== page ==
MK0 vs MK1 Handlebar Comparison

I believe the handlebars are from a BSA Bantam D1 and D3. They are still available new but the brazed on perches are a bit different on the new ones. MK0 on the right, MK1 on the left.

Both my MK1s and the MK0 have the same bars with English Doherty grips and twist throttle. I put a wider Aluminum bar on the Rust Bucket MK1 because I was riding it daily for awhile and the narrow BSA bars beat me up too much. I am trying to find a chrome plating shop. Eventually I want to get the Rust Bucket MK1 back to original.

More MK0/MK1 handlebar pics.

The kill switch is drilled and tapped on the left side of the MK0 bar and the same kill switch is clamped the right side of the MK1 bar.

Parking Brake

I know this is not original but I install parking brakes on all of our bikes due to the steep terrain we ride on. I first saw an improvised parking brake on a barn find MK4 auto bike about 15 years ago. I was able to identify it as an exhaust hanger o-ring from a Volvo P1800 2 seat sports car. The P1800 was built from 1961 to 1973 so at least the o-ring is period correct.

I store the o-ring on the left side since it falls off on the right side due to the throttle cable. The left side has the clutch lever. The brake lever is on the right.

I have been using these on our MK1s for years. The MK1s have the brake lever on the left. This really screws me up when I jump off the MK1 and onto the MK0.

I can store it on the left side with the brake lever on the MK1s.

I use a Yamahaha quad parking brake on our MK3 and MK4 bikes.

I retrofit the Yamahaha parking brake trinket to the original Magura brake lever on my MK8 bike.

U-joint installed

The u-joints were both worn out in my MK1s so this is the first functional example of an early u-joint I have come across. It has a grease fitting that is accessible through the fishmouth.

Here is the patent drawing showing the u-joint.

My collection of junk early u-joints. 2 came from my MK1s. Not sure how I got 2 more. None have provision for a grease fitting.

Gas cap

The old MK0 picture shows what looks like a quarter turn gas cap on the bike. This bike has what I suspect is a replacement MK2 gas tank because it has no green paint underneath the yellow and a fine thread MK2 plastic gas cap. I also suspect the original gas tank, wheels and muffler came from the 4a Maico bike which also shows a quarter turn gas cap. Since the fork was tweaked about 5 degrees from a misadventure it is not difficult to believe that the gas tank got damaged and was replaced at some point.

I am not sure why there are disk grinder marks all around the gas cap filler neck. I decided to look into a period correct replacement cap and came up with a late 1950’s Harley cap and filler bung that looks real close.

I took careful measurements and figured out what size hole saw to use. I turned down one of my old fine thread gas caps that I have been using as a painting mask to fit closely inside the hole saw. I also drilled a quarter inch pilot hole in the cap to help guide the hole saw. I screwed the modified cap to the filler neck.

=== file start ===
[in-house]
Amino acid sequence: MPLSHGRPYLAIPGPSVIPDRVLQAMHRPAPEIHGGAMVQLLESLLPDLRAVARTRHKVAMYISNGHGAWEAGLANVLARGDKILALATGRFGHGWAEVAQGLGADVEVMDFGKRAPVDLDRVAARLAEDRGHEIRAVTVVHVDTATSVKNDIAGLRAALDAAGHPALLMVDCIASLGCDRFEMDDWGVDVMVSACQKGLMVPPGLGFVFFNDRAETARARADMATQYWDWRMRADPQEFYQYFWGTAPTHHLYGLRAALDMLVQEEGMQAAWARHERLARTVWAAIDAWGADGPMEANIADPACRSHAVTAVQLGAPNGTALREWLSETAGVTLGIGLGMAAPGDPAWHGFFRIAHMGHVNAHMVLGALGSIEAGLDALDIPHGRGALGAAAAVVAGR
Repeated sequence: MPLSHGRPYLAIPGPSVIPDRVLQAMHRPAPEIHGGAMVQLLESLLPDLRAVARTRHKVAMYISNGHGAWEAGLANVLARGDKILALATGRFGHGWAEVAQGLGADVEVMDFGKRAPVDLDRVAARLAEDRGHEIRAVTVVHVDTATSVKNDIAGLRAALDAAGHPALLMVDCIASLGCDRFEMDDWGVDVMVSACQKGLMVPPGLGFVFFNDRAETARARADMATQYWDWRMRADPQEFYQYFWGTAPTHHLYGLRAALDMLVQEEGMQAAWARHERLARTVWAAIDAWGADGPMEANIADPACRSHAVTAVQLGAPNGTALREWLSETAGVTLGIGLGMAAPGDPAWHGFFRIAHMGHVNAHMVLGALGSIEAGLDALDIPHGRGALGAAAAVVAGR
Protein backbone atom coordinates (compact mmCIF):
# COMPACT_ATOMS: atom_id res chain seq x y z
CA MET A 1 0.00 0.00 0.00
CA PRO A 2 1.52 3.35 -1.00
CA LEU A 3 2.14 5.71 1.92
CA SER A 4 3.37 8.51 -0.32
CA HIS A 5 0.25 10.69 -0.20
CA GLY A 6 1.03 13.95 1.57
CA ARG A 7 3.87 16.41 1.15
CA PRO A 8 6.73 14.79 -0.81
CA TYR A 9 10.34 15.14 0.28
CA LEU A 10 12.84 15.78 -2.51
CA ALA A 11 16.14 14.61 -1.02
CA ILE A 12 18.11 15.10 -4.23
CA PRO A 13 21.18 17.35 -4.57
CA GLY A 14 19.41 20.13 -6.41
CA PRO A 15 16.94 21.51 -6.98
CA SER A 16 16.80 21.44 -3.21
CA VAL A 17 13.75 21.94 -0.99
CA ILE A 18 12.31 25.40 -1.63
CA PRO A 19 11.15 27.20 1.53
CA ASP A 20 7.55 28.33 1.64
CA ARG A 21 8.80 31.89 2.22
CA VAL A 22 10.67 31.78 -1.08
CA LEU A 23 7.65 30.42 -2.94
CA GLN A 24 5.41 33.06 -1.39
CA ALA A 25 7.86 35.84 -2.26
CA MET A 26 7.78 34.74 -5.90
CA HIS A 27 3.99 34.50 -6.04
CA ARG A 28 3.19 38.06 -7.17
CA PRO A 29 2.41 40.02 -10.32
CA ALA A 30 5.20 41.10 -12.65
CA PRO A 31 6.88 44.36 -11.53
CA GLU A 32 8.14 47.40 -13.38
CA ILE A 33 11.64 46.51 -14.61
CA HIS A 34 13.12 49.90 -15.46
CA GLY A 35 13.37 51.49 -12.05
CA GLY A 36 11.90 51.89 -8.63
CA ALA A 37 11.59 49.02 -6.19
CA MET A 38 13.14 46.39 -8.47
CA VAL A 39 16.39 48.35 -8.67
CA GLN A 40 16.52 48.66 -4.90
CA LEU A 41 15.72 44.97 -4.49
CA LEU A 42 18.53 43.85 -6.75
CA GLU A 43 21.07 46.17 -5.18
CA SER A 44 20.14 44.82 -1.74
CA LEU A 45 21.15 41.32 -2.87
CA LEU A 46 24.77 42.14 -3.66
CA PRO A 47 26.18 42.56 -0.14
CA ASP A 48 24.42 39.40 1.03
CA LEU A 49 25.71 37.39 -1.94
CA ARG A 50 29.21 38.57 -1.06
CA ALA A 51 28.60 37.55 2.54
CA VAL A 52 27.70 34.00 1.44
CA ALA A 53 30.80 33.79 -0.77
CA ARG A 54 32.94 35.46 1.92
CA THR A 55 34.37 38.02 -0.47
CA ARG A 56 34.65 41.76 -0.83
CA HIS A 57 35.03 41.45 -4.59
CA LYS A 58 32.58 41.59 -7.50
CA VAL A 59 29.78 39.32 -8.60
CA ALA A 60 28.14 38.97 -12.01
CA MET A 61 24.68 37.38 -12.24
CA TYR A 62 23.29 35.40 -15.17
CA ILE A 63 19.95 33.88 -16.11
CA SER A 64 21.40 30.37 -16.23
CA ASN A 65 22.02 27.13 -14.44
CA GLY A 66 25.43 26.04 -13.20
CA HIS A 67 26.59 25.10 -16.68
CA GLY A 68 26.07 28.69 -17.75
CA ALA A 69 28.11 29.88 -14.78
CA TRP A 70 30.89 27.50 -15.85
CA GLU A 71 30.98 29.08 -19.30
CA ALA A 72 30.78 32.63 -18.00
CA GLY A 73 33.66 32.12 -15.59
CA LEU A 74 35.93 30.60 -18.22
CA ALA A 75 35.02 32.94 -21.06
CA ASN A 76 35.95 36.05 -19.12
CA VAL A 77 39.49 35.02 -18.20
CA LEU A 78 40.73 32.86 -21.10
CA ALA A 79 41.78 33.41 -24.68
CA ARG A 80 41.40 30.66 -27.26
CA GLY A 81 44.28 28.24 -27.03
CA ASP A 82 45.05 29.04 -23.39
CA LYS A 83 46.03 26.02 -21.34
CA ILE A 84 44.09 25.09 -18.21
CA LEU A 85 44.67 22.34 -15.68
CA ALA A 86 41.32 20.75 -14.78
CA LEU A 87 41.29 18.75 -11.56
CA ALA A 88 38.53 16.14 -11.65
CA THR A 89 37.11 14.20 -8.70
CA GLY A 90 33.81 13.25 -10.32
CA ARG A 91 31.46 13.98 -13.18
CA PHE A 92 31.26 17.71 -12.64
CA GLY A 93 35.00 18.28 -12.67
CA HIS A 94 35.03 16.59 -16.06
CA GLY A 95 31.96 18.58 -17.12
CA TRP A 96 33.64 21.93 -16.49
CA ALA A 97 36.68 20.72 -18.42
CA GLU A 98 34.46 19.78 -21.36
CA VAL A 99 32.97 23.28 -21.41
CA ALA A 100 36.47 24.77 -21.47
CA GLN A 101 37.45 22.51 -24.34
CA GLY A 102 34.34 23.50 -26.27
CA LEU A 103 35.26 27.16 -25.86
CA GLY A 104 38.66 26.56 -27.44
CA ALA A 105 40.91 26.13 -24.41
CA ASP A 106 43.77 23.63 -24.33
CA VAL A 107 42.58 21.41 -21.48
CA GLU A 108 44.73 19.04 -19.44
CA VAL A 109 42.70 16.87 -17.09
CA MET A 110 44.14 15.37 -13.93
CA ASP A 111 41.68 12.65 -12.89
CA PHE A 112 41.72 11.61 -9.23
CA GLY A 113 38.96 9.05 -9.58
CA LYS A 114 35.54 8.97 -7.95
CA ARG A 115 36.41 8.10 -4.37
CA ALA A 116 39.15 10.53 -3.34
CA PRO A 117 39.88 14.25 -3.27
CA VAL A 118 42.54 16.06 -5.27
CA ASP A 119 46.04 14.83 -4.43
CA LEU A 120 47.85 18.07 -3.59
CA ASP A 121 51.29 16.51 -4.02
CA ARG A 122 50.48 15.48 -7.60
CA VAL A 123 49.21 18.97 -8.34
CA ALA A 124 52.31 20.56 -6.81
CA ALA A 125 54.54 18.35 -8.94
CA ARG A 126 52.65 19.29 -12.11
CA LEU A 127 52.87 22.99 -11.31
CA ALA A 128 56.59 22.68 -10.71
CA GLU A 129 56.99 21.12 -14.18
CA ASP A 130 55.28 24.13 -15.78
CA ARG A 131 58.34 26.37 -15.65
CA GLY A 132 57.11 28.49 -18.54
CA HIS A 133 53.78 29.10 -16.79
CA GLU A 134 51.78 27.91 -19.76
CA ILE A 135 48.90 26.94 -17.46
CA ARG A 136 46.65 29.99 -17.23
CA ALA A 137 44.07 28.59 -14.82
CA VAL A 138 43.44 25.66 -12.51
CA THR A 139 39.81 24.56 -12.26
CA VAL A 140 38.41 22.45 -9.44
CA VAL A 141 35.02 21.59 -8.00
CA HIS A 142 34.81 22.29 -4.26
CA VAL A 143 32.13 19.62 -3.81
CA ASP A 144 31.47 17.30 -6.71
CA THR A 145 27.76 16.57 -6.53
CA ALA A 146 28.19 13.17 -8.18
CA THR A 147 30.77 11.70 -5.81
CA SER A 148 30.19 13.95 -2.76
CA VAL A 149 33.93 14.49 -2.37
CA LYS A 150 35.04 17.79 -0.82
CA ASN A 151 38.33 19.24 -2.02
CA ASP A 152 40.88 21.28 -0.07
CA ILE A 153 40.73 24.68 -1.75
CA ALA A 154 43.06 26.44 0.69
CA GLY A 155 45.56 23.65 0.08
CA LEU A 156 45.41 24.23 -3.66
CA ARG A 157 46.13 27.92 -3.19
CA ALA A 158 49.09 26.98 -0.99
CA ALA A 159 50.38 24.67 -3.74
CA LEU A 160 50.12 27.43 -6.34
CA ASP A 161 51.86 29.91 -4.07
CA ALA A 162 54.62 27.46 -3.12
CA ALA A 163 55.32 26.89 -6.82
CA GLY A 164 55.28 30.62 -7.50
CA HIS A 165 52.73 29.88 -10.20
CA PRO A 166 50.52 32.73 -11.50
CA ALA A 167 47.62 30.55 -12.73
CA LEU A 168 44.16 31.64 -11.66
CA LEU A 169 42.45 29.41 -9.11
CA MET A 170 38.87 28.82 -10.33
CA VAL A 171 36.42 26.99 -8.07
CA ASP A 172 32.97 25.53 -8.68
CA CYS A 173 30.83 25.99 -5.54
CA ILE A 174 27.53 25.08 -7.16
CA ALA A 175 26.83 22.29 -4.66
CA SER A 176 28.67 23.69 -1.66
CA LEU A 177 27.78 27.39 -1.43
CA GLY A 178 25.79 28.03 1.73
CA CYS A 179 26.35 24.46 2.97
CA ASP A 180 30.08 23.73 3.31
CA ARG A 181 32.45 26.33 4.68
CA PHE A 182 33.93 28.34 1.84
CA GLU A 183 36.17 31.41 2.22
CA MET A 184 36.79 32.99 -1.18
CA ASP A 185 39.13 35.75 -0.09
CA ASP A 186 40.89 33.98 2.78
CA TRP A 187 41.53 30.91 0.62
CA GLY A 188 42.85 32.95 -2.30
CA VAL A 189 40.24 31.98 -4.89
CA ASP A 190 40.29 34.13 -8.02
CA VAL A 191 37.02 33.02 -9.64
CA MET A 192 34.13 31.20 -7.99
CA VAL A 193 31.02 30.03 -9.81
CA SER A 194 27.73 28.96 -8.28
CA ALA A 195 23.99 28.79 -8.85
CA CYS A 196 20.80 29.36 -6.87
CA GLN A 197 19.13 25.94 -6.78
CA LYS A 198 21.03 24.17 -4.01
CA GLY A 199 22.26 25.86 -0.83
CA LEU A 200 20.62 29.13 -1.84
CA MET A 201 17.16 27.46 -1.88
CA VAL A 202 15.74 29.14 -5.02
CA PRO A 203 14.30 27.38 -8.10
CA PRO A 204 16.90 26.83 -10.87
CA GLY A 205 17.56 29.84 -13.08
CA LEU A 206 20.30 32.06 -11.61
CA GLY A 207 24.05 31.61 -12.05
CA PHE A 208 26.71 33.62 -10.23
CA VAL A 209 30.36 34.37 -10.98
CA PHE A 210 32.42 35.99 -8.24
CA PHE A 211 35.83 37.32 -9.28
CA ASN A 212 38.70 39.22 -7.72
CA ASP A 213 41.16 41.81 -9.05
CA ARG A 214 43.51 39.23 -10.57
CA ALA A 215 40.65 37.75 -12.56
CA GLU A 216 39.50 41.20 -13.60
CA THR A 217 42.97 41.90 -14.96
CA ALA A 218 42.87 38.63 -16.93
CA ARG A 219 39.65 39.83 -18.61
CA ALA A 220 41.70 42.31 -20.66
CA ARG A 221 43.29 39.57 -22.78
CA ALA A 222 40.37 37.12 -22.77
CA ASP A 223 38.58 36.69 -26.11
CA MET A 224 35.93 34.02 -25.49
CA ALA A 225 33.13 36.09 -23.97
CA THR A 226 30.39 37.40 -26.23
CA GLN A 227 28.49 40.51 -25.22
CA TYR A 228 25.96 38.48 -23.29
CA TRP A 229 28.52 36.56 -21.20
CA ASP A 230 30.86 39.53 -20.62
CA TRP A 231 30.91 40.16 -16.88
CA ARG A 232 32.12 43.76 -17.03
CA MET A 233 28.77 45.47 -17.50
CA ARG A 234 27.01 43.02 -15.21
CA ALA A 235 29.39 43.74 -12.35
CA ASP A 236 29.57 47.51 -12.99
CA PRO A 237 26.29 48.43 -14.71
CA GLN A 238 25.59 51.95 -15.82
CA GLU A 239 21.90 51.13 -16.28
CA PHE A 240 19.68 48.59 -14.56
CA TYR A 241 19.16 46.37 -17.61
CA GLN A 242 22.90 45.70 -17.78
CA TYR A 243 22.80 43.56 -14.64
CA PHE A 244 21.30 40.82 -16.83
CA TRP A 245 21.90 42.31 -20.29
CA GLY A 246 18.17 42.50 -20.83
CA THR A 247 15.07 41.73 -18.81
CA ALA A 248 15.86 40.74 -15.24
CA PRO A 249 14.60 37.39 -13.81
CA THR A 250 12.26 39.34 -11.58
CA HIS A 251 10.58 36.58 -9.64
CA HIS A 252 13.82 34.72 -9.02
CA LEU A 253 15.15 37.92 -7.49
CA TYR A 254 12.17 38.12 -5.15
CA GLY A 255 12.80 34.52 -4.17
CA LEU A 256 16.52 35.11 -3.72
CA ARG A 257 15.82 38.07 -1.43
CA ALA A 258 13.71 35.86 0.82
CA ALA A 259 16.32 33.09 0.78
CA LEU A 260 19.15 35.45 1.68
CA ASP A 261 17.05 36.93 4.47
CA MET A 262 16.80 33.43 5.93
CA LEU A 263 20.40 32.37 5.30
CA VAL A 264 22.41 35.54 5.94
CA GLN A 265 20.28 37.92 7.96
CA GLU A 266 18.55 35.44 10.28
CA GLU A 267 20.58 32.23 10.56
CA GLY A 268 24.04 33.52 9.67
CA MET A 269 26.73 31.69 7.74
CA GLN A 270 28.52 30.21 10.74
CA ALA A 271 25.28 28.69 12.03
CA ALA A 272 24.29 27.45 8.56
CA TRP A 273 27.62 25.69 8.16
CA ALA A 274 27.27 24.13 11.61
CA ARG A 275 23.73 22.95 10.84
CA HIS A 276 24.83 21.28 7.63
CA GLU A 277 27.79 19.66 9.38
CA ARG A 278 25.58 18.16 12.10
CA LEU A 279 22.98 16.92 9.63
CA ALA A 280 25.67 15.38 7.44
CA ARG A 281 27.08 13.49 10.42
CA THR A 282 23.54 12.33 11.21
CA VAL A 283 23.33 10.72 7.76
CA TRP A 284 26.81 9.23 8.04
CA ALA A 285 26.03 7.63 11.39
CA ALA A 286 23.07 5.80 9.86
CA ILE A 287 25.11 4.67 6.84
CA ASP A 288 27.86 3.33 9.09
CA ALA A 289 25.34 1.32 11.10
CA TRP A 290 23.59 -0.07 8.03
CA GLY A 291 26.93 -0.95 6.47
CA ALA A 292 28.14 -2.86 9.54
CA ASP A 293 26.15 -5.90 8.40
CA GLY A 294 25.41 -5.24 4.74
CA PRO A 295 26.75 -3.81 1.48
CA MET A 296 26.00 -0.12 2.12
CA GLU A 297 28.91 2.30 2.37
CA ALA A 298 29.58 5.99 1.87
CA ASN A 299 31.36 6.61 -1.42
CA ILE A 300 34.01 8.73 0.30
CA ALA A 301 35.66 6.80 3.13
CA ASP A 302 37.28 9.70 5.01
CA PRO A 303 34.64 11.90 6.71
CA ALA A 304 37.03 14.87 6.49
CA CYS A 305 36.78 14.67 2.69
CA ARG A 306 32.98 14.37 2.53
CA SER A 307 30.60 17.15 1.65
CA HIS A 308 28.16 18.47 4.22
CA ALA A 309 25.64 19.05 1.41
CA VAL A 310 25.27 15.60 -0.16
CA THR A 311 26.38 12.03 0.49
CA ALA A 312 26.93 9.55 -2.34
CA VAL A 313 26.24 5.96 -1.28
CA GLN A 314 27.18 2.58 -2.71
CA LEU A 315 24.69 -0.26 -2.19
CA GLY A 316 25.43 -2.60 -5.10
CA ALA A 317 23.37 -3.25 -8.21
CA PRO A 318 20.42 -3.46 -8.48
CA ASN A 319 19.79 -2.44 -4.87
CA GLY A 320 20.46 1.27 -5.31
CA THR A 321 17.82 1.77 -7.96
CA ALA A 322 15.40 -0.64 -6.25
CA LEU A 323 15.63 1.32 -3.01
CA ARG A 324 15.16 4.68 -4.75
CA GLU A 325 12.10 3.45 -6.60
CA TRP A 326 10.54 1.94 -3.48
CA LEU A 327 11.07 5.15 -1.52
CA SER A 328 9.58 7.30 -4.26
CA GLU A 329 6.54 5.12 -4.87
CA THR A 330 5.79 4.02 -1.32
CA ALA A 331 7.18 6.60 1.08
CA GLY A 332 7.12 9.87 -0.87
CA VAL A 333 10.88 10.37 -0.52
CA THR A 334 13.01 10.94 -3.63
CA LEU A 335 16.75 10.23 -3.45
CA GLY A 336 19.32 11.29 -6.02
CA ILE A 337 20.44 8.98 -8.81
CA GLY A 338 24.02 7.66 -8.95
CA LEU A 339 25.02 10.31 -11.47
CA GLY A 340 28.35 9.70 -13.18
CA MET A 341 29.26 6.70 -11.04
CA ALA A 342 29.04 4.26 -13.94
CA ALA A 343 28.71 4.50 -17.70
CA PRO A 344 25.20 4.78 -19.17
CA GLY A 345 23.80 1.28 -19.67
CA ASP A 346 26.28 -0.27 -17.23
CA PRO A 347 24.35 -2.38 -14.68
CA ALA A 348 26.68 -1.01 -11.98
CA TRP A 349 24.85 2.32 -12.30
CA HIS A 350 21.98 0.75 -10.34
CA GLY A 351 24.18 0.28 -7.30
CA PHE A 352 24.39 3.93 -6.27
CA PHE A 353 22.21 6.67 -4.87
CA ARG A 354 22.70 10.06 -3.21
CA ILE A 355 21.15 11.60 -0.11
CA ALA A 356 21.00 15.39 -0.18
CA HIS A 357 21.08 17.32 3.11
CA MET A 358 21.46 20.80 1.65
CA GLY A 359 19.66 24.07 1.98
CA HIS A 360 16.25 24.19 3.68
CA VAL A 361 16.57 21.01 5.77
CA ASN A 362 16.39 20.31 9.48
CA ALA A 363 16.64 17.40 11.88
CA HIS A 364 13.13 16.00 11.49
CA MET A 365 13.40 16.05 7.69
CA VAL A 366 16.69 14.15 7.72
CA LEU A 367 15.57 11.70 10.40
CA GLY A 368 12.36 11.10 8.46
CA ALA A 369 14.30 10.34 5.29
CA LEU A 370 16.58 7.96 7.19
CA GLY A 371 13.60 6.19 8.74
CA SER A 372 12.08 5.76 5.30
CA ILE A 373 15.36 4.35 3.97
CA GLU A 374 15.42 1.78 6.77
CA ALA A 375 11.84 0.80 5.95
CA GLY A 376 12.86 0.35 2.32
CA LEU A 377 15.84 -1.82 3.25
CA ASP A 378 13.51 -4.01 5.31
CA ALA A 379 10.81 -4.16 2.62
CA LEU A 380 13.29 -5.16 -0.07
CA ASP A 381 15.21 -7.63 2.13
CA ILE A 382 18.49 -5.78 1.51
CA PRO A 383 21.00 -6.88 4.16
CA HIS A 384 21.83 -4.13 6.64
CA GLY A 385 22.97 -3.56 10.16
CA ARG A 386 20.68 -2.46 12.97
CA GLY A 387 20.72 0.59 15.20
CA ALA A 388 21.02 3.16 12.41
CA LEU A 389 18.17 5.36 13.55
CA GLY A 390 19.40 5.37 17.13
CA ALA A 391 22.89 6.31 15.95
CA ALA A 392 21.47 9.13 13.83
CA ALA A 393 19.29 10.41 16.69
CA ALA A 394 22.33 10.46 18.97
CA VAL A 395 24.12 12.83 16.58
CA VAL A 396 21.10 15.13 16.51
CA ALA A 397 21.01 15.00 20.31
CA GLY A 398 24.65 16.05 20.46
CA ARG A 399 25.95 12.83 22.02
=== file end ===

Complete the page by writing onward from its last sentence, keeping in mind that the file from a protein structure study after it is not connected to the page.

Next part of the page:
Harley filler neck test fit.

Hole saw.

Ready to be brazed.

Exhaust manifold studs

The exhaust system is a welded fabrication that matches the exhaust port on the Power Bee block quite well. It was fastened with 2 5/16-18 UNC hex head bolts with 1/2″ hexes. The top one was easy to get to but the bottom one is a project requiring quarter turns with an open end wrench. I have been trying to use the original hardware wherever I can but this manifold needs my A1237 stud kit big time. The stud kit reduces the chances of cross threading and or stripping the engine block threads. The 3/8″ hex jetnut (rated for Mach 2) allows using a box end wrench in this tight location. The jetnuts are self locking but I like to run a tap through them because I am old and have no patience.

Clutch cable clip

I thought I would detail the little clip that keeps the clutch release cable from getting tangled up in one of the chains that are spinning inches away. It was painted green underneath the yellow so green it is.

Installed. Looks like I did not get all of the yellow out of the screwdriver slot.

Doherty twist throttle

The MK0 has the same Doherty twist throttle that both of my MK1s have. The rubber grips are in great shape so I will use them. One problem I noticed awhile ago is that there is no adjustment for the cable which is about 3/8″ too long. Both ends have soldered balls so I did not want to cut the cable to shorten it. Both of my MK1s have replacement cables that I cut too length. So I had to turn the throttle maybe 1/4 turn before the throttle shaft would even move. With the twist throttle WFO I was getting only 3/4 throttle at the carb. The bike was plenty fast at 3/4 throttle so I did not mess with it.

I really wanted full throttle and I had noticed before that my 04-257 twist throttles looked a lot like the 1962 Doherty. I grabbed one and soon realized they are almost identical except for the rubbers and the adjuster on the 04-257.

I removed the adjuster and compared it to the old Doherty. Turns out all I have to do is tap the old casting and then I can fit the adjuster to the original throttle. So I measured the threads and found that they are M9 x 1.00. I have a fairly complete metric tap set: M6, M7, M8, M10, M12, M14 and M16 in fine and coarse pitches. I do not have a M9 x 1.00…… So I now have one ordered.

Of course I am annoyed but now I decided to find out just how similar the new and old throttles are. Turns out they are interchangeable with some minor deburring. I installed the lower adjustable piece on the old Doherty top piece and it fit.

This will work until my new M9 x 1.00 tap shows up. The adjuster now allows me to get full throttle on the scooter.